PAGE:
What Are Summer Homeschool Programs?
Since the states (which license and approve home schools) do not require summer school, a homeschool summer school can serve any purpose that the participants choose. Summer can be a time to remediate or keep up material already learned, preview what’s to come, introduce new topics that don’t fit during the regular school year, or tieing into community offerings. Here are some different summer programs that a homeschool could undertake:
- Remedial Work If the homeschool students could use some review and extended work about concepts or working with skills or strategies that they didn’t fully master during the regular school year, rather than having them start behind in the fall, the summer can be used to help them become more secure with the material. With summer being outside the “we have to get this done by this date” scheme, you can take the time to try different approaches and methods to assist students with material that didn’t quite take the first time.
- Extra Credit It’s bonus time! What would your student really like to study or what is an interest that they don’t even realize could be part of their schooling? It could be anything that strikes their fancy: stamp collecting; architectural drawing; Korean; gardening; flute lessons; entomology; square dancing; cowboys; aliens.
- Introduce a New Subject Is there a major new challenge coming up in the fall? Whether it’s time to start Algebra, Geometry, French, or Biology, a relaxed introduction in the summer can provide a foundation for an easier time when the school year starts again.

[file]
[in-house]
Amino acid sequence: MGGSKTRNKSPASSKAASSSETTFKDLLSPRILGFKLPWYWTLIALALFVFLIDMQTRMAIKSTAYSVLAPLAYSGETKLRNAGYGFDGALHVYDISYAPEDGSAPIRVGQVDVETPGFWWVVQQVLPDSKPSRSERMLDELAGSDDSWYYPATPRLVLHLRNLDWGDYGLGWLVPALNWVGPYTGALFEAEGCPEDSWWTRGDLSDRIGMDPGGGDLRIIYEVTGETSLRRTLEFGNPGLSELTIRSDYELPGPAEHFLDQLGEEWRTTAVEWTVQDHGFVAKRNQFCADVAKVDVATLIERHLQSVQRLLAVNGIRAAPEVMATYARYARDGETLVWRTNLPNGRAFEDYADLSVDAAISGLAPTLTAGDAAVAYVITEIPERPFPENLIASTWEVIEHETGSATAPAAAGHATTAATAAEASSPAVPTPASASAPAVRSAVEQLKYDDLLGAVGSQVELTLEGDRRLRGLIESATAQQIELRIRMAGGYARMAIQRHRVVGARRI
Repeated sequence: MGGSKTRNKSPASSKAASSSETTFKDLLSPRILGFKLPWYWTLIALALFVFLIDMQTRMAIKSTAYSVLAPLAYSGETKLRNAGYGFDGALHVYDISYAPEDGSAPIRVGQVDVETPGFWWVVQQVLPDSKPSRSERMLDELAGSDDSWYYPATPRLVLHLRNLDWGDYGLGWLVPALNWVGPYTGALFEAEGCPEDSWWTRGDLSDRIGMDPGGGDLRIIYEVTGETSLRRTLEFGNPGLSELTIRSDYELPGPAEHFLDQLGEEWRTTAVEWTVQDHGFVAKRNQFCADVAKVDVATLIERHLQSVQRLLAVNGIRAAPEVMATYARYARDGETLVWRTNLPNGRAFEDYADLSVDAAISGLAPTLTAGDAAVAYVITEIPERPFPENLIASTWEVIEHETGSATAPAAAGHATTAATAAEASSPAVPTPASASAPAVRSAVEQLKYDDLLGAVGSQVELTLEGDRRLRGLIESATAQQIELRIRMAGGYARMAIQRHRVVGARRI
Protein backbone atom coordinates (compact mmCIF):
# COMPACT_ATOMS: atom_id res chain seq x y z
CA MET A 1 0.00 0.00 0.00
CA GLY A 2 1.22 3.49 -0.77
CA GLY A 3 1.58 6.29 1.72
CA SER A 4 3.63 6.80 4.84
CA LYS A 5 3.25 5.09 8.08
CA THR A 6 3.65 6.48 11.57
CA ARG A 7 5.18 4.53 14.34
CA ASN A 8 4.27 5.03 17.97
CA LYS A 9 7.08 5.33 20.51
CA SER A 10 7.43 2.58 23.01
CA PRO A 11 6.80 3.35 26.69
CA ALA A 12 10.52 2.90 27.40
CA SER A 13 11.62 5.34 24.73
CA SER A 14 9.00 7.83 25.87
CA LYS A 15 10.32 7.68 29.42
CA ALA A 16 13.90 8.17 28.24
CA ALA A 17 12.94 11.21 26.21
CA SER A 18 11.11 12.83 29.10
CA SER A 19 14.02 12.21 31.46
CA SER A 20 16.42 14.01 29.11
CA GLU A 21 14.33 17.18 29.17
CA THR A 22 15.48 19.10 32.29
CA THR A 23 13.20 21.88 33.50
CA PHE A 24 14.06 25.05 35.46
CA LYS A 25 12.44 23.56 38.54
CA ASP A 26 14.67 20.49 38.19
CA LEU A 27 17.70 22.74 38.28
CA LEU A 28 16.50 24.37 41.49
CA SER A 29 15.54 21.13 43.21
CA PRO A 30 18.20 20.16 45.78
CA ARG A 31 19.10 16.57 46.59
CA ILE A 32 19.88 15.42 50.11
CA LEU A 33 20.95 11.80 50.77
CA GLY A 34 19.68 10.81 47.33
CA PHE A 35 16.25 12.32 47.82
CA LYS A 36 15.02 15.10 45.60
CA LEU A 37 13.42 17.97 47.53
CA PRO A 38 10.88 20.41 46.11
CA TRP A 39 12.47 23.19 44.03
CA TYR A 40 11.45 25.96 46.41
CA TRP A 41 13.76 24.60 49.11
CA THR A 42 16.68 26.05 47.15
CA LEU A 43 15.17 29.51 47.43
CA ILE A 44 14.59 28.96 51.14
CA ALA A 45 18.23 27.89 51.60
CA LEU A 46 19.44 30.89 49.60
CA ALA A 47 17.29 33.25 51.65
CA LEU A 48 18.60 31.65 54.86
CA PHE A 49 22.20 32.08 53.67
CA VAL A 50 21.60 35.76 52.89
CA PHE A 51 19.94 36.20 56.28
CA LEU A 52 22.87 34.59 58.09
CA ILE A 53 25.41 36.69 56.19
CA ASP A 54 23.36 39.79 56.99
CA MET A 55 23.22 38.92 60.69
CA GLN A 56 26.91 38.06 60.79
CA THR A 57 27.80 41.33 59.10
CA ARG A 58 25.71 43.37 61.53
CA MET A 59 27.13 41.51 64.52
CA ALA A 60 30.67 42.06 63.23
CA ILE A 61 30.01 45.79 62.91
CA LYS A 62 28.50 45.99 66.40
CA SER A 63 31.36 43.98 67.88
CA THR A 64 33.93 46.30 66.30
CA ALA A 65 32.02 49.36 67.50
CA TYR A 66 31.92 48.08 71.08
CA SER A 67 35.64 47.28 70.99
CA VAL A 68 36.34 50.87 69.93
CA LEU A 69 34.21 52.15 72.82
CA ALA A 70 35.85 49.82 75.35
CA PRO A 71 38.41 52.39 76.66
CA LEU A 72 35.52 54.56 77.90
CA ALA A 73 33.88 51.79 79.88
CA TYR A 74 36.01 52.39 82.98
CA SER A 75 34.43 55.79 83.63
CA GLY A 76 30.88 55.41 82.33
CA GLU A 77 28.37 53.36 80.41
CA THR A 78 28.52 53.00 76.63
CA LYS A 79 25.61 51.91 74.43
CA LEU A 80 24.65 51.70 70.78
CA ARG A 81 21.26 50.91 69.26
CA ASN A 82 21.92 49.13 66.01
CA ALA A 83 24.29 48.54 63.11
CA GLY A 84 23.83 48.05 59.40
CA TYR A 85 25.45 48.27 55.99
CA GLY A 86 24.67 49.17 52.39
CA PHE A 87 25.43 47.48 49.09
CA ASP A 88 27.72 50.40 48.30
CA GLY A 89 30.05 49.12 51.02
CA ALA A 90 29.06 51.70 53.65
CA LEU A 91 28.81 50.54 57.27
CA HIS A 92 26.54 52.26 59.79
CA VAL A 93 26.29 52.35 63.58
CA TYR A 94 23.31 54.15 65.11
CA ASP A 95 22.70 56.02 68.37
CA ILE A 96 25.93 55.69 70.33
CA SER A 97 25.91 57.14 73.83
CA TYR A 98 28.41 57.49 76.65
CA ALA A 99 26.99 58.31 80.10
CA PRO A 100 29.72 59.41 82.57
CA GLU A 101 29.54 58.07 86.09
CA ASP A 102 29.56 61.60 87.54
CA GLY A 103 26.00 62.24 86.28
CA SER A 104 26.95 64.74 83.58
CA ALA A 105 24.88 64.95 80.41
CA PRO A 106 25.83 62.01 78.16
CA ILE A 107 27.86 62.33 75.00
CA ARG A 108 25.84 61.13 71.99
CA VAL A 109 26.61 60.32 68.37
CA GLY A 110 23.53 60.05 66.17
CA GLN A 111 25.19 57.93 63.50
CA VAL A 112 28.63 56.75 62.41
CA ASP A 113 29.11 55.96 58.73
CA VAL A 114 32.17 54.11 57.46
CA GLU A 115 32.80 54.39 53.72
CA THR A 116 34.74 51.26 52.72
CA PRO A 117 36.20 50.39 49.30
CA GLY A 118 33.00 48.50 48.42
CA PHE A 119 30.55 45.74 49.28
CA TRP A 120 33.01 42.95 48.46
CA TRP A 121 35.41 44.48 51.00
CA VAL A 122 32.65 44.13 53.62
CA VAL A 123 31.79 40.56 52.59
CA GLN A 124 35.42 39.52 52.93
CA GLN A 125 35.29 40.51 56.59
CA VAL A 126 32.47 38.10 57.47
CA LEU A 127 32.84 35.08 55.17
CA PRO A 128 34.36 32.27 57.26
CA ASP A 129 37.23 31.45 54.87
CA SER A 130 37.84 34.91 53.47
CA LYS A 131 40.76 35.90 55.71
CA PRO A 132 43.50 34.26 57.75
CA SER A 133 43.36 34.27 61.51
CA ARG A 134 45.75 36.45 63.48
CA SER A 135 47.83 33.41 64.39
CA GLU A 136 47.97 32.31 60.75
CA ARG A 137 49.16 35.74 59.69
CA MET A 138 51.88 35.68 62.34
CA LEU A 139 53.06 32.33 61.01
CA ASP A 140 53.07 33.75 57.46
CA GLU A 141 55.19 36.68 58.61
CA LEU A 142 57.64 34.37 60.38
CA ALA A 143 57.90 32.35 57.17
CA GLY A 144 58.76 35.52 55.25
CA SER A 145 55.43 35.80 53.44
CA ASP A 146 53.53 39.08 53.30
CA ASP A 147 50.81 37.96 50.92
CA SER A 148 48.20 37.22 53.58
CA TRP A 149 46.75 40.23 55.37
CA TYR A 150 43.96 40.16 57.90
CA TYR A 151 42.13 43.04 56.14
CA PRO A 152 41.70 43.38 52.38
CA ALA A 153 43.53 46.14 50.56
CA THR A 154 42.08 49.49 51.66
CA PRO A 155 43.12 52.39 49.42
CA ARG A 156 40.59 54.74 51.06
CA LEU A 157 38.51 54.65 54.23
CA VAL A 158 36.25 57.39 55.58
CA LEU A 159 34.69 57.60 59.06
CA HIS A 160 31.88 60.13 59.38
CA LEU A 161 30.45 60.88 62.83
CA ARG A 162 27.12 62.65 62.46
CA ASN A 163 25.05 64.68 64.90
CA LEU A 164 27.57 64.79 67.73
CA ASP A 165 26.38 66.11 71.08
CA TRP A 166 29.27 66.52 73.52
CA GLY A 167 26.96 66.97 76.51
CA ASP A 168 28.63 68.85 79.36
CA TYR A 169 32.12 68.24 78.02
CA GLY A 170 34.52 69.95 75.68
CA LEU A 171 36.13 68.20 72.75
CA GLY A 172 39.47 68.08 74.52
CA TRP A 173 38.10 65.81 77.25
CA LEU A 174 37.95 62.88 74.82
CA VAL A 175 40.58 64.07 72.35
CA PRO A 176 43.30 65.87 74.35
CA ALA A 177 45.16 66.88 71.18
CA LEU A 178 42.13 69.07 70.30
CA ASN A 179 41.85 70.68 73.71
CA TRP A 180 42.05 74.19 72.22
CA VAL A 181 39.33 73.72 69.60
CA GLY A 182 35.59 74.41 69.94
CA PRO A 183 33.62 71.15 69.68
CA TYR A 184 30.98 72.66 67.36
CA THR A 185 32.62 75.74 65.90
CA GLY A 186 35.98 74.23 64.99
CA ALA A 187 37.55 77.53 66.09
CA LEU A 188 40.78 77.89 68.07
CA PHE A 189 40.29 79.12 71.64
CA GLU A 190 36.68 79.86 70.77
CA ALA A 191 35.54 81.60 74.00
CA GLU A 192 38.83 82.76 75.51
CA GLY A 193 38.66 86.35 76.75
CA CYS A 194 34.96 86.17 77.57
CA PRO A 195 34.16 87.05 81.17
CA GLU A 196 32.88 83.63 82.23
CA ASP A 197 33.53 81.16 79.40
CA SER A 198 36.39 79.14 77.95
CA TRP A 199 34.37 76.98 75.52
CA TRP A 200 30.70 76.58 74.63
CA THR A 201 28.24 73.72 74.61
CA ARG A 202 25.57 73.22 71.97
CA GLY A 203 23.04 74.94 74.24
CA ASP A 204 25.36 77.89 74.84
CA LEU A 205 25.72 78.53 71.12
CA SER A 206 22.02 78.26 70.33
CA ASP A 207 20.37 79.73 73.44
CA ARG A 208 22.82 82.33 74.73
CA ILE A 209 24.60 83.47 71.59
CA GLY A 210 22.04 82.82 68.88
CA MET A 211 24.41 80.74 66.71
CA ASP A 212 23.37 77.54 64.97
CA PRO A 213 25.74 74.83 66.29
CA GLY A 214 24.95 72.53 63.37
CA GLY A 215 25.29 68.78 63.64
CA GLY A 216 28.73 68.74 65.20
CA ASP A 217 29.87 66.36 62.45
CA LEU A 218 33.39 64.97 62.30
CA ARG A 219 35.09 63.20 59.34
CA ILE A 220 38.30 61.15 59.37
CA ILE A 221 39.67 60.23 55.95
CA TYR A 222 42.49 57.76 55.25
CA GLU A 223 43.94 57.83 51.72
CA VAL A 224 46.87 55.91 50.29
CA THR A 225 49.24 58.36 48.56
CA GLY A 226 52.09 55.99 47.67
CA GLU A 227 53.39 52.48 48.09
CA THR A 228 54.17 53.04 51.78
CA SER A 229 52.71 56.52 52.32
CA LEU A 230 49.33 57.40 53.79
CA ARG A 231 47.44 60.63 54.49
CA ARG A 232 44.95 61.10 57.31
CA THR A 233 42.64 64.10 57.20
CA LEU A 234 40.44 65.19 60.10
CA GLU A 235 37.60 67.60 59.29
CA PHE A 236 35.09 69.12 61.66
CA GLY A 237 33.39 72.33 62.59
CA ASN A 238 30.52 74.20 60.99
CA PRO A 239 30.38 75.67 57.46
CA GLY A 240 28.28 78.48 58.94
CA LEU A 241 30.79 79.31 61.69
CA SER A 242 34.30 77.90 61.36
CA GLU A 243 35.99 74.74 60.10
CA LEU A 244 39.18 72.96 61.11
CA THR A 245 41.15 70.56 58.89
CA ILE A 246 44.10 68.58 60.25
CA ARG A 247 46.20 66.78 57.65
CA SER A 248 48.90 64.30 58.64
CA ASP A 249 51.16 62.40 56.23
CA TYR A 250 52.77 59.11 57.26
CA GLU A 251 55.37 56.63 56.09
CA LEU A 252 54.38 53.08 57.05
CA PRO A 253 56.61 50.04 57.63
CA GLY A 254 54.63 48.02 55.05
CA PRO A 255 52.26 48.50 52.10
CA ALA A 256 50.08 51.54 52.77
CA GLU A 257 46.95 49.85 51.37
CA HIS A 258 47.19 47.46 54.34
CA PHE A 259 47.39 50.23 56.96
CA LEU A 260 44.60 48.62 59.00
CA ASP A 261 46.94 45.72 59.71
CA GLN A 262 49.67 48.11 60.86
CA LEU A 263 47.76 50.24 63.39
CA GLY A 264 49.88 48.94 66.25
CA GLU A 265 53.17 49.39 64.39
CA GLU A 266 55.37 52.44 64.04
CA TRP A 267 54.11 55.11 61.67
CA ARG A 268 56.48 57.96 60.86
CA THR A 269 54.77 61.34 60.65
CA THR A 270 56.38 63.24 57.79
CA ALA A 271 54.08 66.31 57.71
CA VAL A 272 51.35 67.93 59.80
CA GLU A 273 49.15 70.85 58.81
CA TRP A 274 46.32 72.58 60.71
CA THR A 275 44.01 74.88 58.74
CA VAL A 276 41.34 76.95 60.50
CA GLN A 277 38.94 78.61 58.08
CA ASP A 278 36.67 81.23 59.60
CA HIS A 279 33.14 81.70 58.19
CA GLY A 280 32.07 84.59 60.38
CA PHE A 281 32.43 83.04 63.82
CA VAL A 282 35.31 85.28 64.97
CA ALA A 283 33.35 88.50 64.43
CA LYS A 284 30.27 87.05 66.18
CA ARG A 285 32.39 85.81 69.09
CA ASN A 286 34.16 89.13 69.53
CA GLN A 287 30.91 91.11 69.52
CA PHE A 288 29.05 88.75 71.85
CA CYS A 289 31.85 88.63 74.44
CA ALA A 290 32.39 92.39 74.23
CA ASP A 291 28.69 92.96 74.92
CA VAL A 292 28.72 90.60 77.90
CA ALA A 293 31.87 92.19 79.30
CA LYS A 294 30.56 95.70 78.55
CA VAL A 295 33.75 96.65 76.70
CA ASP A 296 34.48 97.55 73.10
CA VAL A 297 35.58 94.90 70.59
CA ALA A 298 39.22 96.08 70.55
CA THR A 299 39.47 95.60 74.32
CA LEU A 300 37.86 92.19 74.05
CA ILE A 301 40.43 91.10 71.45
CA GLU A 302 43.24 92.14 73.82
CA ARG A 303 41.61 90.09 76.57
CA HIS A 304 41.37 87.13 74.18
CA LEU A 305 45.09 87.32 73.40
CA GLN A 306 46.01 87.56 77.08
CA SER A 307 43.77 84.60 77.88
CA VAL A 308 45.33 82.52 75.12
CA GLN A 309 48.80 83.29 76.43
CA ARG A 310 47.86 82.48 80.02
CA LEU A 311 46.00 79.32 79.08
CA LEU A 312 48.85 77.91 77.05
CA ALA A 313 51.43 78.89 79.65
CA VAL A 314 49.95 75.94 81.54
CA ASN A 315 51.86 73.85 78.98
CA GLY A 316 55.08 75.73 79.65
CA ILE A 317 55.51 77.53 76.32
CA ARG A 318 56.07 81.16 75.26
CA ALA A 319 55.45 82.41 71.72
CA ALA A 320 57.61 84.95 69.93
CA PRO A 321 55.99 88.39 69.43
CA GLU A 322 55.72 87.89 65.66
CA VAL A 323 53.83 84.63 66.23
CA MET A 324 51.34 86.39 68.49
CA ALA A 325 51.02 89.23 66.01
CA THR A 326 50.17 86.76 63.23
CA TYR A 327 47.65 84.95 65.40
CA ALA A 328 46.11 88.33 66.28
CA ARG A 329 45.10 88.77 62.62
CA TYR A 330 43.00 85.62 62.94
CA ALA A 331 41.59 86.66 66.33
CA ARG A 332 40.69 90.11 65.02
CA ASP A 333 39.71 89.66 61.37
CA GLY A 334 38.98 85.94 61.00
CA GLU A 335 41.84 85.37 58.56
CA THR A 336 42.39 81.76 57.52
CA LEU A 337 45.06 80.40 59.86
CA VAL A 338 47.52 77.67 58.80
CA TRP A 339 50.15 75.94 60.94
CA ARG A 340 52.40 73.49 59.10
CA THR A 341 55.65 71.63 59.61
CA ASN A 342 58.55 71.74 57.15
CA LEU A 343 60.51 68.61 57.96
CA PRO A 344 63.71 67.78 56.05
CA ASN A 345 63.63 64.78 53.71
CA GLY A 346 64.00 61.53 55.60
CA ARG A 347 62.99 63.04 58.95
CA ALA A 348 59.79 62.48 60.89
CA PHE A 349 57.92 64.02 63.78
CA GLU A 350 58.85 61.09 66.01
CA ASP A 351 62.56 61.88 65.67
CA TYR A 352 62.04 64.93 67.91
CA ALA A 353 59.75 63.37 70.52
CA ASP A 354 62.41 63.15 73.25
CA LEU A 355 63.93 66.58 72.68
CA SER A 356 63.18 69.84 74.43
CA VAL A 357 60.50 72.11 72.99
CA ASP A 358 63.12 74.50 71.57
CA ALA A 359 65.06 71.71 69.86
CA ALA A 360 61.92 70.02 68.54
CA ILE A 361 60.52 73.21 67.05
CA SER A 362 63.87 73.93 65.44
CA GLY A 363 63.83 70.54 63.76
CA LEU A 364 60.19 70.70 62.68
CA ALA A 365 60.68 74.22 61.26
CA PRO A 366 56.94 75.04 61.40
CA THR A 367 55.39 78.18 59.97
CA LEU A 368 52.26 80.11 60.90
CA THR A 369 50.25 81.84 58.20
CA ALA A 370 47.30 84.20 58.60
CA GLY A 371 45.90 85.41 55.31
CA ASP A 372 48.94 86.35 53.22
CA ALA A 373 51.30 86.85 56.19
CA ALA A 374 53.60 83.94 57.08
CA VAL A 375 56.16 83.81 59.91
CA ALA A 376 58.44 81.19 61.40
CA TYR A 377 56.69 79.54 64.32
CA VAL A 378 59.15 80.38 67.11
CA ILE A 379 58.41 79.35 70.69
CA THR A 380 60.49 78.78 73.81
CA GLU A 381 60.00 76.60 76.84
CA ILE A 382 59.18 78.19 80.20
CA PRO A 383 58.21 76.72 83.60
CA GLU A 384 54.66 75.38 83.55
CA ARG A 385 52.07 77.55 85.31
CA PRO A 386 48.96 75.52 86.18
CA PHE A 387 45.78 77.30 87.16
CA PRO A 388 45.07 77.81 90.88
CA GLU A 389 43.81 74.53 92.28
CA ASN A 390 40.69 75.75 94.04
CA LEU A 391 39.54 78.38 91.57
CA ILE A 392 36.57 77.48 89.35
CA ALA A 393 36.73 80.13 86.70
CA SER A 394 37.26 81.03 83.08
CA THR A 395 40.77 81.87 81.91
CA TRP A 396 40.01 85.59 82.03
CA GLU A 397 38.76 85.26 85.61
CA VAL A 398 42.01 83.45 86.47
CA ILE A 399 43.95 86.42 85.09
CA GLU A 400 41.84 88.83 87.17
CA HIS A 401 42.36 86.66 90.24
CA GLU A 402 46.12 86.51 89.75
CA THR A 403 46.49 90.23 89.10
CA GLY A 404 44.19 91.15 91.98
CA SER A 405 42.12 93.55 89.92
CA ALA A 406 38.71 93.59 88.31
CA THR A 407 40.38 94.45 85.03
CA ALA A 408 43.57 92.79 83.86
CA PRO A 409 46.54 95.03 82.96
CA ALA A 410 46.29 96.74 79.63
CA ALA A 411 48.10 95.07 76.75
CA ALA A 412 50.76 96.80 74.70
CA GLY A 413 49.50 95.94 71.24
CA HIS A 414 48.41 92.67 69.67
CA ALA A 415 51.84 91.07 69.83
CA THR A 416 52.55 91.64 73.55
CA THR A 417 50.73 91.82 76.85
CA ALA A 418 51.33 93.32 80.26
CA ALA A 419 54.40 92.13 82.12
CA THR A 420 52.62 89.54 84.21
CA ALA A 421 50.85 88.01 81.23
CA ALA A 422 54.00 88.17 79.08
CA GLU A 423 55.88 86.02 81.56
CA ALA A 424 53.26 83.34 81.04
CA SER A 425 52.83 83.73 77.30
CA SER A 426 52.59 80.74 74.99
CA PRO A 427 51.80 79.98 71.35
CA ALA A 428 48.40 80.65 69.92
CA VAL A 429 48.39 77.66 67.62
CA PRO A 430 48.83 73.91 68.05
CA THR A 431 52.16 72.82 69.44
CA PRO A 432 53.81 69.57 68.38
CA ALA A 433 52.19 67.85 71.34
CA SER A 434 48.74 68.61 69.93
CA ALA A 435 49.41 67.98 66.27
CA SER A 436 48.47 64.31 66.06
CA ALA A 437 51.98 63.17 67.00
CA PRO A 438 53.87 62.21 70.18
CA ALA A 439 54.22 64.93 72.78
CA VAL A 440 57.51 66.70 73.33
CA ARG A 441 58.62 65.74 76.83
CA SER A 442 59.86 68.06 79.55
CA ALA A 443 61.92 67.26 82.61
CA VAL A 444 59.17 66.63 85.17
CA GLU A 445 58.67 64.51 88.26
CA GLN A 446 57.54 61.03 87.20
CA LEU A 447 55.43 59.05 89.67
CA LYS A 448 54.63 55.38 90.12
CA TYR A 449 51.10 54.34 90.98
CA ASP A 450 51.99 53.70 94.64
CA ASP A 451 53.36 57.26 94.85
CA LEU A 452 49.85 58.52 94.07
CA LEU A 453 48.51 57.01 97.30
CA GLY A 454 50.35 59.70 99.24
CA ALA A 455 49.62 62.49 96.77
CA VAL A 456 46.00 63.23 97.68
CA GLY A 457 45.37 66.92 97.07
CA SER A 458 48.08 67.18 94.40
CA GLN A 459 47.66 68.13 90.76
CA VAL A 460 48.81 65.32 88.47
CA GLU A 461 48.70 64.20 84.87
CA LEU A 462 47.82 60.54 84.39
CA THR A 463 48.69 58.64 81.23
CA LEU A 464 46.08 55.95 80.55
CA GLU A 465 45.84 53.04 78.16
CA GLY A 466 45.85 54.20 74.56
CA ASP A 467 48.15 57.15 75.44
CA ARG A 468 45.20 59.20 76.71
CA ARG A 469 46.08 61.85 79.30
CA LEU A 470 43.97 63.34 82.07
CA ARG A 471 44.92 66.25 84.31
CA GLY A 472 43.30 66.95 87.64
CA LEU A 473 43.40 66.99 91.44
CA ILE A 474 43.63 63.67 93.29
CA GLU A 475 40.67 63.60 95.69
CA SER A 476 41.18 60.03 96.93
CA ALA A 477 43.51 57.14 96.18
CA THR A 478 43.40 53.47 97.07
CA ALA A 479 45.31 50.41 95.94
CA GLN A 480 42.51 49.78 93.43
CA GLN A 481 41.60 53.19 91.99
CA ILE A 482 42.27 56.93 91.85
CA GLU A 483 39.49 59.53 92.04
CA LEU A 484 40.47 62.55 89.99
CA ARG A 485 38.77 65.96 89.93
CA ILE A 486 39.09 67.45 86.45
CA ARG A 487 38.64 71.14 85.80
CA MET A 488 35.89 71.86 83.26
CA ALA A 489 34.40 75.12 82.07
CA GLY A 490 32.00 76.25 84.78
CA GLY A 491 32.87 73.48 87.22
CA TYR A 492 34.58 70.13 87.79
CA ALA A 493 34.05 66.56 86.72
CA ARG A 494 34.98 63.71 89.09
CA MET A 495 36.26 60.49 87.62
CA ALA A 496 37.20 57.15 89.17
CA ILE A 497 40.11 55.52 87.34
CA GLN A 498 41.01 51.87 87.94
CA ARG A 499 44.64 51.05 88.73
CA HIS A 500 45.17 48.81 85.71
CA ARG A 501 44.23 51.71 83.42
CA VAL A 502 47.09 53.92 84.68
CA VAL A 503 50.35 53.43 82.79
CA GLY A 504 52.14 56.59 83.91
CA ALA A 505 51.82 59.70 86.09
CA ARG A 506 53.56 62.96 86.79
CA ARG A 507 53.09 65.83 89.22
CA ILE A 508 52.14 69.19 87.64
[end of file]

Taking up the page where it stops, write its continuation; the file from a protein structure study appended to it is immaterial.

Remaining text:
- Community-Linked Programs Many communities have a wide variety of summer programs, including sports, theater, family entertainment; summer reading programs; and more. Summer can be a time to nurture community ties.
- Online Study Interested in trying out an online study option? Met a subject area that you don’t feel completely comfortable teaching? Summer might be a good time to try out an accredited, well-regarded online program.
- Recreation Recreation can be educational, too! From camping trips to rock climbing to cross-country tours to visits to other parts of the world, homeschoolers can learn about geography, zoology and botany, culture, ethnicity, languages, and more.
- Cross-Grade Activities and Projects During the year, children may need to work separately on grade-level appropriate projects and skills in many cases, but during the summer, you can try out activities where everyone contributes at his or her level. Planting a family vegetable or flower garden, building a tree house, planning a trip, training a new pet, learning to bake, inventing a board game, creating a family web site, participating in geocaching, forming a family musical ensemble, can all be summer homeschool projects.
- Combination Or, you could mix and match aspects of all these suggestions to create a mix that suits your homeschool.